Delving into hot topics like religion and politics may be a no-no in most conversations, but if you’re talking about, or rather to, Clint Eastwood, it’s pretty much anything goes, whether in his movies or face to face. Despite having just turned 80, Clint was in fighting form when taking on nosy journalists for this brisk exchange about his latest movie, the telepathic afterlife ghost tale Hereafter. Clint was quick to make it clear which kind of questions he was more than ready to reply to with a “cut,” and an assortment of pet peeves that can really make his day, including artsy stuff, stage mothers and anything about retirement.
This film project has gone through a lot of hands. How did you finally end up directing it? Let’s see…Stephen Spielberg called me one day. He said, “I have a script I’d love to send over to you,” and I said, “Fine.” And I read it and liked it. So I called him back and said, “I’ll do it.” I didn’t realize I was last on the list! However, I said I’ll do it. He was going through a minor divorce with Paramount, so it did become a little confusing as to where this would have its life. But I have a relationship with Warner [Bros.] so I said, “Let me take it to them.” And Warner’s liked it, so there we were.
What got you inspired about the story? Most religions seem to ponder the afterlife. But I thought this [story] was interesting, because it wasn’t really a religious project. It had a spirituality about it, but it wasn’t necessarily tied with any particular organized thought. Whether you believe in an afterlife or near-death experience or not, certainly everybody has thought about that at some point or another in time. It’s a fantasy that if there is anything like that out there, it would be just terrific! But that remains to be seen.
You wouldn’t say this is a religious movie, with its intermittent visits to what seems to be heaven? We just raise the questions. You pose the questions and they’re there. And then it’s up to the audience to meet you halfway and think about it, in terms of their own lives and what experiences they might have had. There may be some near-death experiences out there. It would be interesting to see what the answers are. But they’re going to have to be the ones to come up with those answers.
Have you ever had a near-death experience yourself? I think everybody has had something like that. I remember when I was very young, my dad was taking me into the surf on his shoulders, and I fell off. I can still remember today—even though I was only 4 or 5 years old—I can still remember the color of the water and everything, you know, as I was being washed around in the surf and before I popped to the surface again. But at that age, you don’t think too much. And then years later, when I was 21 years old, I was in a plane. We ditched the plane off the coast of northern California in the wintertime. And I must say, as I was going into shore, I kept thinking about my demise. But I also saw a light in the distance, and thought, “Somebody’s in there having a beer by a fireplace. And I just want to be in there! So I’m gonna make it.” And that was the determination. But there was no sense of fate out there, or anything like that. I don’t think you get a chance to think that, and when you get a chance to think like that, you’re usually OK.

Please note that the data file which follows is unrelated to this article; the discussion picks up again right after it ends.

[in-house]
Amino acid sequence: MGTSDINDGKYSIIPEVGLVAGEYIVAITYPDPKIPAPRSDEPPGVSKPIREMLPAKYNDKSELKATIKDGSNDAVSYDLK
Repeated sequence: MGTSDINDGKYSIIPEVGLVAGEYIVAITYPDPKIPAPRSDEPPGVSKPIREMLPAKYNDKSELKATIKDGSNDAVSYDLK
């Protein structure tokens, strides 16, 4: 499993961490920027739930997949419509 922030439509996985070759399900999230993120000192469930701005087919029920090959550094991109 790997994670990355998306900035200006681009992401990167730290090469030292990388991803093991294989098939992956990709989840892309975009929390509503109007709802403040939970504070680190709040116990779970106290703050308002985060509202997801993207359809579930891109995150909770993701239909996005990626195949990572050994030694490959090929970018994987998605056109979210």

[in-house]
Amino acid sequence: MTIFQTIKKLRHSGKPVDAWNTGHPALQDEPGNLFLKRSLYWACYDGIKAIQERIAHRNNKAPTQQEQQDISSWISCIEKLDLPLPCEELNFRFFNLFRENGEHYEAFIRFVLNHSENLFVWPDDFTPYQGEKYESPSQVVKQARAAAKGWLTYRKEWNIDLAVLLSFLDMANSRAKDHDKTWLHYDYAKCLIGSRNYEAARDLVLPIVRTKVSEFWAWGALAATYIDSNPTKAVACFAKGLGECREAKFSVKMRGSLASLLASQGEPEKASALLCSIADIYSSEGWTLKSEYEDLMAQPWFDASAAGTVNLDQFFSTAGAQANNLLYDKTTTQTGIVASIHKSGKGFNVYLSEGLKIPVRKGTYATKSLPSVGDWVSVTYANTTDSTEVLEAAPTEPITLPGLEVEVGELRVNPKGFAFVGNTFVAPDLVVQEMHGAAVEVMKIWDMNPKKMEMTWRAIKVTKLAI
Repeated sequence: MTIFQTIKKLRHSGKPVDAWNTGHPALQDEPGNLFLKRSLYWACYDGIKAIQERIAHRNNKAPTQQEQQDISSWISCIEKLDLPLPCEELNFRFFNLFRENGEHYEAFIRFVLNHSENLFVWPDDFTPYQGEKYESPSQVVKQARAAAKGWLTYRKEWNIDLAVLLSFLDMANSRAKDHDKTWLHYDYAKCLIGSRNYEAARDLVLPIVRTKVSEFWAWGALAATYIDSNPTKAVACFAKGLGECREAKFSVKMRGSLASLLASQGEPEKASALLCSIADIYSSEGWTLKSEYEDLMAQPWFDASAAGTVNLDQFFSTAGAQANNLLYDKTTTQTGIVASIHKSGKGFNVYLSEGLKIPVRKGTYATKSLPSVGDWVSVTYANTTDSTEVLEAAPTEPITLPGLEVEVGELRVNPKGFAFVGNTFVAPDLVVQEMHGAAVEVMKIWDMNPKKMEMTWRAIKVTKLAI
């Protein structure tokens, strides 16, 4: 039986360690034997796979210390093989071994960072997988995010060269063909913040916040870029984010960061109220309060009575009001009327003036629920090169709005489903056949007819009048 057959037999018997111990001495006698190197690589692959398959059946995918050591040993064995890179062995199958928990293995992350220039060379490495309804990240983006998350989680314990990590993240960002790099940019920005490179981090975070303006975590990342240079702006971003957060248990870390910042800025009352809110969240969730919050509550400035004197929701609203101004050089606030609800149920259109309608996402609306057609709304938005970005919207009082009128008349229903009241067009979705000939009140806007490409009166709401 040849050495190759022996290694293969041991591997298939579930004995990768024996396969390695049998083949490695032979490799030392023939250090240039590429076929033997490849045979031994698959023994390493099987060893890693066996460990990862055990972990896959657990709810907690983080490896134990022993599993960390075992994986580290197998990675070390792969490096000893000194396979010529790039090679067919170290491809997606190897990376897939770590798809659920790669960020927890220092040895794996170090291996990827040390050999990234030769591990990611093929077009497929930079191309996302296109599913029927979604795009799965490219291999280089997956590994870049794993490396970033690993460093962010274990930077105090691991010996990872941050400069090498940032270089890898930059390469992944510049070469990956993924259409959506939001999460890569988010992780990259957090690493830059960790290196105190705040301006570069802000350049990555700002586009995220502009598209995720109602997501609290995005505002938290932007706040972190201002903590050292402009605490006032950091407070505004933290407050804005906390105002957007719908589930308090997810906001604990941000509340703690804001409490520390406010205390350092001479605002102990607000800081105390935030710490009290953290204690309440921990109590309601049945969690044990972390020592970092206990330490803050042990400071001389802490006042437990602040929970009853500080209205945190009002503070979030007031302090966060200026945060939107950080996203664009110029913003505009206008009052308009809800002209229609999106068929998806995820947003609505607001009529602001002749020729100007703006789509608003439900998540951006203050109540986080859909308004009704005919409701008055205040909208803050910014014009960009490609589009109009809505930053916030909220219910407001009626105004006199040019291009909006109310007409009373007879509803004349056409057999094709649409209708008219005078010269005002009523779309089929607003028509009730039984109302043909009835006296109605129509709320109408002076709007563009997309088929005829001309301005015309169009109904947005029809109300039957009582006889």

Now about that tsunami, how did you make it look so real? Well, I like the idea of taking actual events and placing them into a fictional story. The tsunami four years ago out in the Pacific was one. And then the London bombings, of course. But the tsunami was very difficult to do. I kept having fantasies about huge hoses and thousands of gallons of water running down the streets. But I figured that would be prohibitive. In the old days, I suppose you would have done that on a set and turned a lot of water loose, but now you can do it with CGI. We did it in a lot of different places. Cecile was in a tank in London for nine hours and not getting out too much. She had to have a skin replacement afterwards. I took all the amateur footage of the tsunami that was taken when it was happening. So we took that to use as our influences when we got going. But I don’t want everyone to go see it with the expectation that they’re going to see two hours of flooding.